Game centers, arcade and pachinko.

Japanese obsession for arcade and pachinko games makes these stores one of the biggest entertainment markets in the world. Pachinko parlours in particular get an extraordinarily high income, bigger than the gambling capital of the world – Macau. In fact, yearly revenue from pachinko is equivalent to over 4% of the Japanese GDP. Popularity of arcades in Japan is yet another phenomenon. Even though game consoles have become an affordable item Japanese game centers and slots never lost their clientele. Number of customers is still very is high. Sight of people lining up, awaiting the start of stores’ business hours, is not a rarity.

Business tradition for some arcades and pachinko parlours is almost 100 years long and that is why Japanese people often treat them as very familiar places. For some its nostalgia, for others socializing with friends that brings them to play and have fun. Games changed over the years too and some stores have very new equipment and machines, which customers want to try out. Few brands also have special memberships for the regulars that allow for getting points and discounts when playing. So let’s jump into one of these arcades to see what is that fuzz all about.

Ground floor of almost every arcade is filled with claw machines (here usually reffered to as crane games), which can give this cheap thrill of winning, that is if you know how to correctly play them. Japanese youtube trending page is often filled with many tutorials on the correct technique for every type of claw machine. Games have recently become way cheaper, with 1-play costing between 100 and 200 yen. Some of them may seem rigged but in fact they are fairer than their Western siblings. They require much training and luck, and there is no other way to learn than trial and error. So unless you have amazing luck on your side, you are probably going to spend a bit before your first catch. Prizes vary from very useless and cheap plushies to well detailed and expensive figures, there are also some accesories such as towels, pillows, posters (good luck on decorating your house with things won from claw games, cause it is definitely going to save you some money) and lastly, you can catch food too, including sweets, savory snacks, breakfast flakes, chewing gum and last time I also found canned tuna, yum.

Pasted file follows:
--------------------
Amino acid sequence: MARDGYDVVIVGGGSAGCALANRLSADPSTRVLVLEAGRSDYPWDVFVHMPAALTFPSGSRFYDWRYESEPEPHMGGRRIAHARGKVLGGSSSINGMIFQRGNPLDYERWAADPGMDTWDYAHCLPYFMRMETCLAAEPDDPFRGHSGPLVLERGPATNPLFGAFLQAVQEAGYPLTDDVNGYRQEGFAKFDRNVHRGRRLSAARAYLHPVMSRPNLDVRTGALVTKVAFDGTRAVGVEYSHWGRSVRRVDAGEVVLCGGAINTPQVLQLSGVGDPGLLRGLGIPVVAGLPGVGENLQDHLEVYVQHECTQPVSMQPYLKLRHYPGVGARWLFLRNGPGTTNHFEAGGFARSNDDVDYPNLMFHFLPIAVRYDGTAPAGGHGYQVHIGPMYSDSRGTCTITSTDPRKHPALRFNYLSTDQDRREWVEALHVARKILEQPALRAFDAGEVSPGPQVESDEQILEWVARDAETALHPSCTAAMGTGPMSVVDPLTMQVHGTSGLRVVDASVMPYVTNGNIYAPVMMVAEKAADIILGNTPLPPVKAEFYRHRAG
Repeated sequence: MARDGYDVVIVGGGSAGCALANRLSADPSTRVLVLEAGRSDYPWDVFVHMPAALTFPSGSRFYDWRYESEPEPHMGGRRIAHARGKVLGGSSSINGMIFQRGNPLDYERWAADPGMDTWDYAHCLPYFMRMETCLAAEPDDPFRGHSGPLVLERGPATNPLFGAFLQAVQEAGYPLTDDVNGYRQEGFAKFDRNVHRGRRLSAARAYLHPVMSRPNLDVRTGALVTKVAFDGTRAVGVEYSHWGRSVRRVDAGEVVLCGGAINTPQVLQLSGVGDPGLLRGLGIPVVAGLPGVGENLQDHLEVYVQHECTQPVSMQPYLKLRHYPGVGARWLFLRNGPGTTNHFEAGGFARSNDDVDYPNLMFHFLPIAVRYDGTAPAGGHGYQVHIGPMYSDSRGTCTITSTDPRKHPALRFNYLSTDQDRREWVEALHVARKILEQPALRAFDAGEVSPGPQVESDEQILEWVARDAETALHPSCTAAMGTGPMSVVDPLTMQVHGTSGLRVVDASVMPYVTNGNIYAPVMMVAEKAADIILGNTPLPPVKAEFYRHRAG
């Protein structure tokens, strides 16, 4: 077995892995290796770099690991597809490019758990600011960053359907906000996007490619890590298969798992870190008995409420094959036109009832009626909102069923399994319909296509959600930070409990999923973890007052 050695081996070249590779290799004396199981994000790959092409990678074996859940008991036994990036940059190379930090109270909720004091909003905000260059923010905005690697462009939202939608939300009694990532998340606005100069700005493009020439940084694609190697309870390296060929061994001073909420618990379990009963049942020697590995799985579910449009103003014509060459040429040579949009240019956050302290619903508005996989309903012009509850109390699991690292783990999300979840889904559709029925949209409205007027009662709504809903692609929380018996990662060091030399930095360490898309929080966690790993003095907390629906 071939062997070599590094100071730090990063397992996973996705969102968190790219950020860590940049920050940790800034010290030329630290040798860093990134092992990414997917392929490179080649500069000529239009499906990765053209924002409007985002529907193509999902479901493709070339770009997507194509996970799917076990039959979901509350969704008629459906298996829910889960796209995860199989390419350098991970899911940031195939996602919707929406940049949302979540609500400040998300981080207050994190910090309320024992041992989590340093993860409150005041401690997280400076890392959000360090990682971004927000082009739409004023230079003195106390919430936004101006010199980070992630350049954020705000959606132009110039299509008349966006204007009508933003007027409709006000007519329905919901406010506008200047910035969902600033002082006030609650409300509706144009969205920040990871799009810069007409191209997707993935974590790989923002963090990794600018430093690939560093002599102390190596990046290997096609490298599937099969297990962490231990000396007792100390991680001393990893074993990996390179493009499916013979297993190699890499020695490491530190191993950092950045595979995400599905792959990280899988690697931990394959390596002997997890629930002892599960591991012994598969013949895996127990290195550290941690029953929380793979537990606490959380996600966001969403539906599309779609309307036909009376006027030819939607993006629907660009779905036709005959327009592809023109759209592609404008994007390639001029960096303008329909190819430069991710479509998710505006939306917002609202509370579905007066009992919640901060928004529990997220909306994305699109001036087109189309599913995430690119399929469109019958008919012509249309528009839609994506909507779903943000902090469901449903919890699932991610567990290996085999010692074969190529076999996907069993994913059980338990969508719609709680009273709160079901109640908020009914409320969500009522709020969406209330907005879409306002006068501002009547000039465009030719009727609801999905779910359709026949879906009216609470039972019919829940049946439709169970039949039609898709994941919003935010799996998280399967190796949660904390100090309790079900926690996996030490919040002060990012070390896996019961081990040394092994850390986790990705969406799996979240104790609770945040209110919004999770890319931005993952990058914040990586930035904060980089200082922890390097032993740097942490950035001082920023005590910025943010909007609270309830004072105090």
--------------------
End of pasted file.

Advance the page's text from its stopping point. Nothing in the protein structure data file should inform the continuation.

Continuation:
Learning the correct technique for claw games is not easy, but I recommend on spotting claw game experts on their work as well as asking the staff on tips where to aim for each and individual game. That is because even the same type of games have different sized and shaped prizes and cranes’ strenght and grip rarely are set to maximum power. Ultimately claw machines make for a cool fun with friends because they add a bit of competitivity to a game that otherwise can be quite frustrating. Be careful of overindulgence, because not every item is worth spending several 100 yen coins to get (especially not a lollipop or a beforementioned can of tuna).

My personal favourites are the music related games. One of them recently stood out in popularity, because of its very satisfying mechanics. That game is called taiko no tatsujin. This rhythm based game requires players to play a single drum, called taiko drum, and get enough points to fill the spirit gauge by playing well enough. Playing taiko no tatsujin is very stress-releasing in my opinion and becomes even more so if you get better and better at it. Compared to claw machines on which you can spend few thousand yen in a duration of several minutes, taiko allows you to play two whole songs for only 100 yen if you are playing alone, 200 yen if you choose multiplayer.

Another rhythm based game I love is dance dance revolution. Japanese game centers would not be complete without those machines and different places have different models. Modern ones have better touch sensitivity and easier controls, but I still prefer the old ones because I am a sentimental type (also there are less people waiting to use the older arcades, so be sure to take an advantage of that). In 2018 those games had their 20 year anniversary, so game publishing company Konami created their newest machine. Look for it in Japanese game centers, because it is a blast.